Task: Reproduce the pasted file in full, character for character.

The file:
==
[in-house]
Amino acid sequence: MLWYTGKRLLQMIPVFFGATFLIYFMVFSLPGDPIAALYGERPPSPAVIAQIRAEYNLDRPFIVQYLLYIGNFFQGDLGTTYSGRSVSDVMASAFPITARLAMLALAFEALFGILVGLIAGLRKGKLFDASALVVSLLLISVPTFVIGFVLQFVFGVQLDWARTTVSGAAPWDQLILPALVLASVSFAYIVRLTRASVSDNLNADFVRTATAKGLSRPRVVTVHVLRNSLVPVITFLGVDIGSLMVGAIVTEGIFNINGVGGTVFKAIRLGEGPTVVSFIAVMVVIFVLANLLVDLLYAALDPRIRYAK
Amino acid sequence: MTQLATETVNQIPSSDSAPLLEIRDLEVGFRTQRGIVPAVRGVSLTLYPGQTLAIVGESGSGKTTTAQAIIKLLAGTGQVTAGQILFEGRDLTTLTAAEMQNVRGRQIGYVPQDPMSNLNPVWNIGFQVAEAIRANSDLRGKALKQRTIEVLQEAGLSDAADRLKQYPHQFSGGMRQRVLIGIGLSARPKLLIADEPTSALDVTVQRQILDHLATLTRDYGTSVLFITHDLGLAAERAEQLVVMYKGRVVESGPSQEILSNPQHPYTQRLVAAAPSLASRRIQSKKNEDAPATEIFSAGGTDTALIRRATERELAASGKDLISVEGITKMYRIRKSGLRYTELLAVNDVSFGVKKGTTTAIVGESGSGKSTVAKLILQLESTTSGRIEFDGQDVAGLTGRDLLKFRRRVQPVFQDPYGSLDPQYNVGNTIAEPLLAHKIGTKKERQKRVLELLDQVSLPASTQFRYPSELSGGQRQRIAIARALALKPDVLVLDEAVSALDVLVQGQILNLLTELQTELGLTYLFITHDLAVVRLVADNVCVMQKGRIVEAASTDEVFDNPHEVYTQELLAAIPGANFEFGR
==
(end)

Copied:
[in-house]
Amino acid sequence: MLWYTGKRLLQMIPVFFGATFLIYFMVFSLPGDPIAALYGERPPSPAVIAQIRAEYNLDRPFIVQYLLYIGNFFQGDLGTTYSGRSVSDVMASAFPITARLAMLALAFEALFGILVGLIAGLRKGKLFDASALVVSLLLISVPTFVIGFVLQFVFGVQLDWARTTVSGAAPWDQLILPALVLASVSFAYIVRLTRASVSDNLNADFVRTATAKGLSRPRVVTVHVLRNSLVPVITFLGVDIGSLMVGAIVTEGIFNINGVGGTVFKAIRLGEGPTVVSFIAVMVVIFVLANLLVDLLYAALDPRIRYAK
Amino acid sequence: MTQLATETVNQIPSSDSAPLLEIRDLEVGFRTQRGIVPAVRGVSLTLYPGQTLAIVGESGSGKTTTAQAIIKLLAGTGQVTAGQILFEGRDLTTLTAAEMQNVRGRQIGYVPQDPMSNLNPVWNIGFQVAEAIRANSDLRGKALKQRTIEVLQEAGLSDAADRLKQYPHQFSGGMRQRVLIGIGLSARPKLLIADEPTSALDVTVQRQILDHLATLTRDYGTSVLFITHDLGLAAERAEQLVVMYKGRVVESGPSQEILSNPQHPYTQRLVAAAPSLASRRIQSKKNEDAPATEIFSAGGTDTALIRRATERELAASGKDLISVEGITKMYRIRKSGLRYTELLAVNDVSFGVKKGTTTAIVGESGSGKSTVAKLILQLESTTSGRIEFDGQDVAGLTGRDLLKFRRRVQPVFQDPYGSLDPQYNVGNTIAEPLLAHKIGTKKERQKRVLELLDQVSLPASTQFRYPSELSGGQRQRIAIARALALKPDVLVLDEAVSALDVLVQGQILNLLTELQTELGLTYLFITHDLAVVRLVADNVCVMQKGRIVEAASTDEVFDNPHEVYTQELLAAIPGANFEFGR